I wish the news here was better. This may be the only issue where the Republicans in Kos’ survey may actually have their fingers on the American pulse. (I apologize in advance for any sleep lost by this revelation.) The last time Gallup the Guttmacher Institute, 98 percent of sexually active women between the ages of 15 and 44 have used a contraceptive method. Among the 42 million fertile, sexually active women who do not want to become pregnant, 89% are currently practicing contraception. It’s reasonable to assume that the overwhelming majority of these are doing this with the knowledge and support of their male partners.
Contraception has been thoroughly embraced by four generations of American couples. But a third of Republicans want to roll the whole country back a full century to the days before Margaret Sanger; and another 18 percent have acknowleged that thinking this no-brainer all the way through is simply above their pay grade.
Do you consider abortion to be murder?
Not Sure 16
According to the indispensable Nate Silver, who’s “>A 2008 Pew study found that 70% of Americans think that many religions, not just their own, can lead to eternal life. That’s very good news for a democracy founded on the principle of e pluribus unum — and bad news for a party that’s relied far too long on stirring up religious antagonism for political gain.
* * *
Taken as a whole, the Kos data shows a Republican party that’s falling farther and farther out of touch with the American mainstream. More interestingly: it also suggests a party that’s falling into a concentration-of-craziness pattern that doesn’t happen in healthy political movements, but is very typical of authoritarian groups in the middle-to-last stages of decline.
In this pattern, the radicals take control of a previously healthy and well-balanced group, and start taking hard positions that alienate the group’s more moderate members. Often, these moderates are driven out because they’re too reality-based and lack sufficient revolutionary zeal. (Republicans-in-name-only — “RINOs” — have been hunted to extinction in the GOP; but it’s important to note that these kinds of intramural purity crusades are ubiquitous in all kinds of radical groups going sour, both on the left and right.)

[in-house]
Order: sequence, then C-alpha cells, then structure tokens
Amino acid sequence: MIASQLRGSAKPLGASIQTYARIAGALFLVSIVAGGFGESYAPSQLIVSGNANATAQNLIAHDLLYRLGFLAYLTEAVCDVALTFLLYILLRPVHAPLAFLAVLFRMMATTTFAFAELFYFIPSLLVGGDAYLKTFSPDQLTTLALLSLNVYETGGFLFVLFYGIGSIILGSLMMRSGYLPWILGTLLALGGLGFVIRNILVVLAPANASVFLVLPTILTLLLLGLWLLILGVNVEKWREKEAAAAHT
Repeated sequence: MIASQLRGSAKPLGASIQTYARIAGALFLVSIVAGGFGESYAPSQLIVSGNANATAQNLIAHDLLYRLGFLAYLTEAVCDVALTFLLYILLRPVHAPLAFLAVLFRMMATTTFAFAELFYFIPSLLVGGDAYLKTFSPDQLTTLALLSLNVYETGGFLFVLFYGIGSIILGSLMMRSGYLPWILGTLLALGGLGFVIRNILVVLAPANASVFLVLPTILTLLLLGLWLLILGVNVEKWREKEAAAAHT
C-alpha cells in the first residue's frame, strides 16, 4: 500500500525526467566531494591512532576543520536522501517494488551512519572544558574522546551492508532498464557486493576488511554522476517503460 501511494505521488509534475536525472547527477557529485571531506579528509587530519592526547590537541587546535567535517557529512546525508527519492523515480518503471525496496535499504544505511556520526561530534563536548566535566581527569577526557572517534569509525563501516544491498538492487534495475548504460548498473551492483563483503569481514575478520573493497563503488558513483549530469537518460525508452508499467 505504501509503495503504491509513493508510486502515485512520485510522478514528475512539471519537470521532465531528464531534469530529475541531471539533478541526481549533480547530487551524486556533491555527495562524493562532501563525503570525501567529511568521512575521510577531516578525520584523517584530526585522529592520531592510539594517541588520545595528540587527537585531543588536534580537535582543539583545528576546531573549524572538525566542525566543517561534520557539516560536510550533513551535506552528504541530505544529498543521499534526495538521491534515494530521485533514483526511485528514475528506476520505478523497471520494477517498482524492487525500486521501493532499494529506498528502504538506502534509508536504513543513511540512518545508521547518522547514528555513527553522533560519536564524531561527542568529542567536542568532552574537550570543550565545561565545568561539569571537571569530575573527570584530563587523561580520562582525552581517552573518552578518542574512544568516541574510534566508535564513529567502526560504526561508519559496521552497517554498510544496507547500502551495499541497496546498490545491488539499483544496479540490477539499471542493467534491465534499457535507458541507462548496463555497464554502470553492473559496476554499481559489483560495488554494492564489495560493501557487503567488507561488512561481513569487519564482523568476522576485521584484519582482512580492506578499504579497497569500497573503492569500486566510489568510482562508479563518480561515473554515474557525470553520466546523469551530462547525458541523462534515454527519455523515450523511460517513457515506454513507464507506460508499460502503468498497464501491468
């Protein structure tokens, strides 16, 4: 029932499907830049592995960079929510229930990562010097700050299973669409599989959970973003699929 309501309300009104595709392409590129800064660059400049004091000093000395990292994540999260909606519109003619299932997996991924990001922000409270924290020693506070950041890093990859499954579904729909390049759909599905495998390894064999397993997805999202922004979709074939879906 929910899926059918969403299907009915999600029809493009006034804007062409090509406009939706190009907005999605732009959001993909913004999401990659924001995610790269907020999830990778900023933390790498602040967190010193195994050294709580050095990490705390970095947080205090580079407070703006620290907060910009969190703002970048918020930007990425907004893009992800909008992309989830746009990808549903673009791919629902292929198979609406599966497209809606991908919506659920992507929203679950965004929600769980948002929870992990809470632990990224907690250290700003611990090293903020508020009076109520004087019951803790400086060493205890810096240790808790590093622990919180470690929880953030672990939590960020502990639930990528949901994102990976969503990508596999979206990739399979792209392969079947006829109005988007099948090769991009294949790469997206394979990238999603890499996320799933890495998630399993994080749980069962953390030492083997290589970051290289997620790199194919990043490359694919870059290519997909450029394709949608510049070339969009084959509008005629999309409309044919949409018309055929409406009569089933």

Losing their moderates also means that the group loses the ballast that keeps them from leaning too far to the crazy edge; and the moorings that kept them tethered to some level of objective reality. Without that ballast and mooring, the group is free to drift in a more radical direction. And because they’re now smaller, they also tend to feel more persecuted and embattled by the larger culture — which leads to more paranoia-driven purity crusades within the group, which alienates the next slice of semi-sane people into leaving, which in turn distills the levels of paranoia and radicalism further yet.
This vicious cycle typically repeats until there’s nothing left but a few True Believers ranting on a street corner somewhere (if you’re lucky) or resorting to domestic terrorism to regain their lost renown and take out their revenge on the culture (if you’re not). The fact that the GOP has been reduced to 20 percent of the voting pool — and that that 20 percent holds views that are so deeply at odds with the mainstream of America — suggests that the Republicans are in the grip of a cycle that portends serious problems with the party’s continued viability.
Comparing these two sets of numbers also calls into question the conventional (though not-well-documented) wisdom that though the GOP’s own numbers are small, they still command strong allegiance among the 38% of Americans who consider themselves independents. On issues like Sarah Palin, don’t-ask-don’t-tell, sex education in schools, contraception, and religious tolerance, the overwhelming mainstream support for the progressive position shows that on many important issues, these independents are keeping a big philosophical distance from the ever-more-conservative GOP.
As we’ve argued here for several years: America is, at heart, still a progressive country in most of the ways that matter. The Kos poll shows us, once again, just how far from that mainstream the conservatives have drifted. At this point, it should be clear to everybody that doing things their way would amount to nothing more than rearranging American life to suit the whims of our village idiots.